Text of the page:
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Flavopiridol Plus Radiation Therapy Followed By Gemcitabine in Treating Patients With Locally Advanced, Unresectable Pancreatic Cancer

2014-08-27 03:55:45 | BioPortfolio

Summary

RATIONALE: Drugs used in chemotherapy work different ways to stop tumor cells from dividing so they stop growing or die. Radiation therapy uses high-energy x-rays to damage tumor cells. Flavopiridol may make the tumor cells more sensitive to radiation therapy.

PURPOSE: Phase I trial to study the effectiveness of combining flavopiridol with radiation therapy followed by gemcitabine in treating patients who have locally advanced, unresectable pancreatic cancer.

Description

OBJECTIVES:

- Determine the maximum tolerated dose of flavopiridol in combination with radiotherapy followed by gemcitabine in patients with locally advanced, unresectable pancreatic cancer.

- Determine the toxicity of this regimen in these patients.

- Determine the pharmacokinetics of flavopiridol in these patients.

- Determine, preliminarily, the therapeutic activity of this regimen in these patients.

OUTLINE: This is a dose-escalation study of flavopiridol.

Patients receive flavopiridol IV over 1 hour twice weekly (on days 1 and 4 or days 2 and 5) for 6 weeks. Concurrently, patients undergo radiotherapy once daily 5 days a week for 5.5 weeks. Treatment continues in the absence of disease progression or unacceptable toxicity.

Four weeks after the completion of radiotherapy, patients are re-evaluated*. Beginning within 4-7 weeks after the completion of chemotherapy and radiotherapy, patients receive gemcitabine alone or in combination with another cytotoxic agent or gemcitabine combined with a targeted drug (e.g., erlotinib or bevacizumab) at the discretion of the oncologist.

NOTE: *Patients whose imaging studies suggest potential curative resection are referred for a surgical evaluation before initiating gemcitabine therapy.

Cohorts of 3-6 patients receive escalating doses of flavopiridol until the maximum tolerated dose (MTD) is determined. The MTD is defined as the dose preceding that at which 2 of 3 or 2 of 6 patients experience dose-limiting toxicity. Once the MTD is determined, 10 additional patients are treated at the recommended phase II dose.

Patients are followed at 4 weeks and then every 8 weeks thereafter.

PROJECTED ACCRUAL: Approximately 3-46 patients will be accrued for this study within 2 years.

Study Design

Primary Purpose: Treatment

Conditions

Pancreatic Cancer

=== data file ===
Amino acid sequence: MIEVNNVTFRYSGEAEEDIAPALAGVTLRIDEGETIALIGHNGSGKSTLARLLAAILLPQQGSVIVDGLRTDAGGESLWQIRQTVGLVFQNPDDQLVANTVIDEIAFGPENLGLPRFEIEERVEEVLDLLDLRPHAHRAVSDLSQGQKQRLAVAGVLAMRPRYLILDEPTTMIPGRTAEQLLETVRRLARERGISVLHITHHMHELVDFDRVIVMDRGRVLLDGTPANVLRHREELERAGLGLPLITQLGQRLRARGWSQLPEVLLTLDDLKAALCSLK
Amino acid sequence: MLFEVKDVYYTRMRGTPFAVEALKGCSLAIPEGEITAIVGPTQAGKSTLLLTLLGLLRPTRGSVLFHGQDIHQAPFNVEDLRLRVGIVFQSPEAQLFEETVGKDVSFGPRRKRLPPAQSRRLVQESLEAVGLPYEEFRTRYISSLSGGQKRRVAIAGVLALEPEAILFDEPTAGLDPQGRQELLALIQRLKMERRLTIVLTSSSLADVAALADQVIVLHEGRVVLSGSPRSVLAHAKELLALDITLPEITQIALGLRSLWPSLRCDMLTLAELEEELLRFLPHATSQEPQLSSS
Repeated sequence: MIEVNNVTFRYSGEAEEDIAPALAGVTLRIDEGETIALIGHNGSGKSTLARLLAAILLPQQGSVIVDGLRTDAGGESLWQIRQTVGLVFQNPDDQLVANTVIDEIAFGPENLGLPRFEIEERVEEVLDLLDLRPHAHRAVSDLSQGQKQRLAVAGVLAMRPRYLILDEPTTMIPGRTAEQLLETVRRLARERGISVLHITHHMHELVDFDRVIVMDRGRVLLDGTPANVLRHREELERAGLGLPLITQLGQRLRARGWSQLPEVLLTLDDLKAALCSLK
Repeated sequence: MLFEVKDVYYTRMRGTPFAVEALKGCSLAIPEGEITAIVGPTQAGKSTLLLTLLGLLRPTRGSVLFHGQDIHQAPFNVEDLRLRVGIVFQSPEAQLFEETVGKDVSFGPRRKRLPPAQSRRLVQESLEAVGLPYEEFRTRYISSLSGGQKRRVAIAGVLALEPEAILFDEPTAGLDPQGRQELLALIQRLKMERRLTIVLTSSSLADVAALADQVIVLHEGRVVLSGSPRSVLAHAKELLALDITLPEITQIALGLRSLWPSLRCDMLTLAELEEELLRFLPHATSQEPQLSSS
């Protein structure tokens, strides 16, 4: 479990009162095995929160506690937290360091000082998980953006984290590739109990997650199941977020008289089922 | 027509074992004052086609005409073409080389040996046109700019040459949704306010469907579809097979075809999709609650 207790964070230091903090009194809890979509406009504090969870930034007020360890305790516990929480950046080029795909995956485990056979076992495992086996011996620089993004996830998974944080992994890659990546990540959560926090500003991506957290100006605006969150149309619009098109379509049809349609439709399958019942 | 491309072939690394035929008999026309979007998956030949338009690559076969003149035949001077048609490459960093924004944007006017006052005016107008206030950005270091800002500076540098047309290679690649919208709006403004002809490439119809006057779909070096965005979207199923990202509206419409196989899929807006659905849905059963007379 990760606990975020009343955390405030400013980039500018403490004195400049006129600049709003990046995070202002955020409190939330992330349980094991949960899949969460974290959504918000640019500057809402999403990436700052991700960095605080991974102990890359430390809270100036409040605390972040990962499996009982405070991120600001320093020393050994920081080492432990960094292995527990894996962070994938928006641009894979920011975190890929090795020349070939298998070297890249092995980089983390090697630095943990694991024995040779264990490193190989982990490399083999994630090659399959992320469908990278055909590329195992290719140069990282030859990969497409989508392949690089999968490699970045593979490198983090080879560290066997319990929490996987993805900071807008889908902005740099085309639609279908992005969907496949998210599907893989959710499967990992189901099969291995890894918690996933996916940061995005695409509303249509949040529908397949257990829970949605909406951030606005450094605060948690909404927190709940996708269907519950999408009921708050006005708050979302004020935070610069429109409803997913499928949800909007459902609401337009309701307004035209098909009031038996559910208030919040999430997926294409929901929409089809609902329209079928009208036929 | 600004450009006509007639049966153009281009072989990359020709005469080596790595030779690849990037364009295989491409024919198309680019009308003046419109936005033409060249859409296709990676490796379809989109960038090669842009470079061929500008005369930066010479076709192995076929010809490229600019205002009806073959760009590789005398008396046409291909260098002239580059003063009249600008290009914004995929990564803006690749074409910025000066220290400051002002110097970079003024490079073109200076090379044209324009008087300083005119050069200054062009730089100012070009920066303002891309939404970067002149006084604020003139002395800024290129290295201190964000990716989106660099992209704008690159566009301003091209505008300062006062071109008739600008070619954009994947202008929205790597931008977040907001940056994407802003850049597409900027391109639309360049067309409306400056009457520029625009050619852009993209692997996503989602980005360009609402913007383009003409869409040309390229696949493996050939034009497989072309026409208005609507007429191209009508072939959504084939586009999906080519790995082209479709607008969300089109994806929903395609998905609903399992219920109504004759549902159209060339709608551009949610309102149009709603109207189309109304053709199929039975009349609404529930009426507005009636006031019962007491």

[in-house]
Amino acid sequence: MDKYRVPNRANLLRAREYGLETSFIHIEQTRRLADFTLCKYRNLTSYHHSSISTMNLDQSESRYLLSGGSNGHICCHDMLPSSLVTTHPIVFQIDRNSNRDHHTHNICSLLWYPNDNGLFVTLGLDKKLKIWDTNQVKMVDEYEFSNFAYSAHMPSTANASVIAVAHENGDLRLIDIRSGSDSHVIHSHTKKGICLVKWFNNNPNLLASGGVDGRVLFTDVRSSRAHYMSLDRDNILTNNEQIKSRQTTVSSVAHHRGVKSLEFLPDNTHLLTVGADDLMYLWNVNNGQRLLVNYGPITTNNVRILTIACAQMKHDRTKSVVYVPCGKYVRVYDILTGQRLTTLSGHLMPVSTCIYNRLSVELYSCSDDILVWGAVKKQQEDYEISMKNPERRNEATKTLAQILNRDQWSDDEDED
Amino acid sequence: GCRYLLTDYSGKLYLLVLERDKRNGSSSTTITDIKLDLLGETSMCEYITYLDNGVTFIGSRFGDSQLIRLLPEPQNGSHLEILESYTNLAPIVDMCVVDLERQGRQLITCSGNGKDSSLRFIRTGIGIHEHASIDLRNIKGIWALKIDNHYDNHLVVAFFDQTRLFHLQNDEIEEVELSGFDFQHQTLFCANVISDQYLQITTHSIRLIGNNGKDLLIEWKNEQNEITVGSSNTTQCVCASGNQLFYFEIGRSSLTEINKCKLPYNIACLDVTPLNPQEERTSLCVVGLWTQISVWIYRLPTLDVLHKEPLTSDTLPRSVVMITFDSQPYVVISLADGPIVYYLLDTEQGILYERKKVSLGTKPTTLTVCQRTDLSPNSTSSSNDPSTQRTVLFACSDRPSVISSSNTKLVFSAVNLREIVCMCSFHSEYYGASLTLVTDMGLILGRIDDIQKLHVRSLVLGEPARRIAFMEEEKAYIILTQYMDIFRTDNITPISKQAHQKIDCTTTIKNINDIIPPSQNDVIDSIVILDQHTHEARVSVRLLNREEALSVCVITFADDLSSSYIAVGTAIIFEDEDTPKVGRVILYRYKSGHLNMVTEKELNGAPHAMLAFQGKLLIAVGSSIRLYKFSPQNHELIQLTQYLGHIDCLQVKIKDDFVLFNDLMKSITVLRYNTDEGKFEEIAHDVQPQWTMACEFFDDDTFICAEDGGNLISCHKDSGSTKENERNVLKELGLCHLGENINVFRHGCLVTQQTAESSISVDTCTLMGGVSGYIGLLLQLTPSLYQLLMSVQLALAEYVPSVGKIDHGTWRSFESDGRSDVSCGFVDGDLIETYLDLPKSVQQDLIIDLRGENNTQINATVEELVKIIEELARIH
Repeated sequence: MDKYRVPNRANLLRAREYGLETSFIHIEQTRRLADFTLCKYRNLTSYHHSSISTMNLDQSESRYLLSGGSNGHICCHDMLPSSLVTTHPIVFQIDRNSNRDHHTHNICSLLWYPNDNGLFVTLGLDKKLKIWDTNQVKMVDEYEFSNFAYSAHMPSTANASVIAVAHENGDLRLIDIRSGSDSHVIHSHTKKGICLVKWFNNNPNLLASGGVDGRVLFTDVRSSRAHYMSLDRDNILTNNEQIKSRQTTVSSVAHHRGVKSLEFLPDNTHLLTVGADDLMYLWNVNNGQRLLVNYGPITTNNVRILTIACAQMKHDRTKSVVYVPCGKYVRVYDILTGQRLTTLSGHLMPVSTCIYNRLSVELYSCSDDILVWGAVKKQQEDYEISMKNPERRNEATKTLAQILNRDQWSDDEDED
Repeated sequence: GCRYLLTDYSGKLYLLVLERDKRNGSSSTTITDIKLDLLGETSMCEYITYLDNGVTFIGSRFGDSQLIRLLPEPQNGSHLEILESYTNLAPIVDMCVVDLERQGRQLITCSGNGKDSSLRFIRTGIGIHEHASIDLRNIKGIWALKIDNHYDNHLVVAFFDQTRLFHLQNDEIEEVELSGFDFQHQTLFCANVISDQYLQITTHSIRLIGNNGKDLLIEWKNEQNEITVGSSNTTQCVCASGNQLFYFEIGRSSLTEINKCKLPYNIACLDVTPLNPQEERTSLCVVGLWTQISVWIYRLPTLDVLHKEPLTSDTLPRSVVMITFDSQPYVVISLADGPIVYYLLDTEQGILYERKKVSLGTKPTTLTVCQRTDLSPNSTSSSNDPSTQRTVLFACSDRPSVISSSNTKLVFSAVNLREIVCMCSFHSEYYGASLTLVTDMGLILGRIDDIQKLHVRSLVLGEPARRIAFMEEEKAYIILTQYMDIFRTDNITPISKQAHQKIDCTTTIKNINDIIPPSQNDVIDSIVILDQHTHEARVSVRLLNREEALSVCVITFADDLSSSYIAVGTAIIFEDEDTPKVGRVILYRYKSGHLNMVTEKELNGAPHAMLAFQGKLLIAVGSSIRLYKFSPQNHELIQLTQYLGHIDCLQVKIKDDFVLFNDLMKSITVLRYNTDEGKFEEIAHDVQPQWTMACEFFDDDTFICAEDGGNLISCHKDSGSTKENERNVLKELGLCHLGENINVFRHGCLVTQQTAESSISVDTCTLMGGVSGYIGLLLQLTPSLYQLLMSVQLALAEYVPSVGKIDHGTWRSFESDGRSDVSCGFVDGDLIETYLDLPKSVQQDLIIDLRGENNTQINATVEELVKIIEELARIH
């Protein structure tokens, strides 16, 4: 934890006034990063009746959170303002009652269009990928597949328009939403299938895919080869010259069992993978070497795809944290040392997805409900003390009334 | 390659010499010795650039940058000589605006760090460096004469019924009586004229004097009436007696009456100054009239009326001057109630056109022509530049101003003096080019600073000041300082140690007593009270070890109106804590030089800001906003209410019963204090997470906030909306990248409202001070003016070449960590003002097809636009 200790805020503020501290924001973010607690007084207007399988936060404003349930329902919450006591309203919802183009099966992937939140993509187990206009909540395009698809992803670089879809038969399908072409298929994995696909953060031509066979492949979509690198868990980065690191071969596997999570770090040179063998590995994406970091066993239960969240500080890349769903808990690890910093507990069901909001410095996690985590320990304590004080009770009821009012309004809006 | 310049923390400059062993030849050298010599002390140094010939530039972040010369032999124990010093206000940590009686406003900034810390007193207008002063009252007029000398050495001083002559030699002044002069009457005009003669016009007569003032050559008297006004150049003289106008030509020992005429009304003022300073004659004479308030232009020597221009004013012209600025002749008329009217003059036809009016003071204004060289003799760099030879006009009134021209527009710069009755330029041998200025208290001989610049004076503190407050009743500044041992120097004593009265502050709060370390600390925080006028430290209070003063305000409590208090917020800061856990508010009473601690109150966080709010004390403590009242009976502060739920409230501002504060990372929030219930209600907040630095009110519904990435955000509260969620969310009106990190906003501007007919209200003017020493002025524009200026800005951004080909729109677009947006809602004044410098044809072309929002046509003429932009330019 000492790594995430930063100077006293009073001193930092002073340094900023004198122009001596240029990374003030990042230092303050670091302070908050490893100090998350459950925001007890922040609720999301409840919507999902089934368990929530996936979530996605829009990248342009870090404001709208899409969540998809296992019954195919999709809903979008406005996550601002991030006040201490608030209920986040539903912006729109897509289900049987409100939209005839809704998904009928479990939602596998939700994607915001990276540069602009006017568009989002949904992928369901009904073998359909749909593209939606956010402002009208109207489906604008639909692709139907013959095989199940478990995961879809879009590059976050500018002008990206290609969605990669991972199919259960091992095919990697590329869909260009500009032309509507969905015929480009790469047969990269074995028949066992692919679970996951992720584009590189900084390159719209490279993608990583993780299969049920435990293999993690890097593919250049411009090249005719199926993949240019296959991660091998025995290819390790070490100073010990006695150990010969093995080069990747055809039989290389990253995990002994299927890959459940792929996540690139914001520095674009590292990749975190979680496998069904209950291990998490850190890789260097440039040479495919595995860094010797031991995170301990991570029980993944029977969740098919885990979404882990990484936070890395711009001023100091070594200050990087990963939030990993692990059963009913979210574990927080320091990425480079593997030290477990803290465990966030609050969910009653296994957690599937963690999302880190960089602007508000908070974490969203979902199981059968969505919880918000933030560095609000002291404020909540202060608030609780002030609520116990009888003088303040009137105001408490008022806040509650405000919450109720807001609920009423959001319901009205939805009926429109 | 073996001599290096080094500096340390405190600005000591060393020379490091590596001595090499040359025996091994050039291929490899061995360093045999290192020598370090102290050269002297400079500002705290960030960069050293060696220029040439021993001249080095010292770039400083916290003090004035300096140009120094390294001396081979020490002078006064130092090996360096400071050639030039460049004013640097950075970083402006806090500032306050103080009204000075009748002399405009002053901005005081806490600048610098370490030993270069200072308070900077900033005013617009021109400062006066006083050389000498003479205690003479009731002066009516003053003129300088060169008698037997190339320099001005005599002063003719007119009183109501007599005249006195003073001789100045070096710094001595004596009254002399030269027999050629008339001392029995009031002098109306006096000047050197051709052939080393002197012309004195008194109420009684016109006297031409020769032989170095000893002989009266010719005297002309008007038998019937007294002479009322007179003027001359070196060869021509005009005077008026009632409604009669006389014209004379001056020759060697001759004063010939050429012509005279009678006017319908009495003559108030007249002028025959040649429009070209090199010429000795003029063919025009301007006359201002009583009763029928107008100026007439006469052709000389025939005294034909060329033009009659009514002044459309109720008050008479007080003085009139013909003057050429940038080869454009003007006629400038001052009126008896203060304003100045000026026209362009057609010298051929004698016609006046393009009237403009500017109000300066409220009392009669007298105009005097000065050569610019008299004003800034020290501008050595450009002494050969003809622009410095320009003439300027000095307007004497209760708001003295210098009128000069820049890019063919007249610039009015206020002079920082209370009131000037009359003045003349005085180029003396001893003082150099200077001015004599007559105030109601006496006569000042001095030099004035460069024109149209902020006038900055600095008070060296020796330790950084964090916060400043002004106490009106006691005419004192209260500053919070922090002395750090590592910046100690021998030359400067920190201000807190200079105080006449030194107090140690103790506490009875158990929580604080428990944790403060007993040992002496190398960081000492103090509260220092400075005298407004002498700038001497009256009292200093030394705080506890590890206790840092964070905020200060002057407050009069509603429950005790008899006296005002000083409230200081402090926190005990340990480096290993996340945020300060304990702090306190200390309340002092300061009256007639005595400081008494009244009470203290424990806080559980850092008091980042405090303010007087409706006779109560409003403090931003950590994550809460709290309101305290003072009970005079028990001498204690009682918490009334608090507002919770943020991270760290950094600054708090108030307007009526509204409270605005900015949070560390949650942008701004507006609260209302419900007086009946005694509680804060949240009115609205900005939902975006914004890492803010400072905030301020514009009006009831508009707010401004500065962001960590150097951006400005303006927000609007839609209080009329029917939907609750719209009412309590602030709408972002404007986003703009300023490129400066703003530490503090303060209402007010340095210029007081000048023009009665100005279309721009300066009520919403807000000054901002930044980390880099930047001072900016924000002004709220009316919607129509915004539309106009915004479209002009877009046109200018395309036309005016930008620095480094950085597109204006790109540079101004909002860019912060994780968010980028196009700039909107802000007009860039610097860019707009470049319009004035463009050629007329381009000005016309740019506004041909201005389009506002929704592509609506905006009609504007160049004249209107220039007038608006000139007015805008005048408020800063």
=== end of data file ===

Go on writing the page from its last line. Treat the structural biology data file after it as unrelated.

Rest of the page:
Intervention

alvocidib, gemcitabine hydrochloride, radiation therapy

Location

Memorial Sloan-Kettering Cancer Center
New York
New York
United States
10021-0009

Status

Completed

Source

National Cancer Institute (NCI)

Results (where available)

View Results

Links

Published on BioPortfolio: 2014-08-27T03:55:45-0400

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Medical and Biotech [MESH] Definitions

Preliminary cancer therapy (chemotherapy, radiation therapy, hormone/endocrine therapy, immunotherapy, hyperthermia, etc.) that precedes a necessary second modality of treatment.

Drug therapy given to augment or stimulate some other form of treatment such as surgery or radiation therapy. Adjuvant chemotherapy is commonly used in the therapy of cancer and can be administered before or after the primary treatment.

Organs which might be damaged during exposure to a toxin or to some form of therapy. It most frequently refers to healthy organs located in the radiation field during radiation therapy.

Drugs used to protect against ionizing radiation. They are usually of interest for use in radiation therapy but have been considered for other, e.g. military, purposes.

A performance measure for rating the ability of a person to perform usual activities, evaluating a patient's progress after a therapeutic procedure, and determining a patient's suitability for therapy. It is used most commonly in the prognosis of cancer therapy, usually after chemotherapy and customarily administered before and after therapy. It was named for Dr. David A. Karnofsky, an American specialist in cancer chemotherapy.

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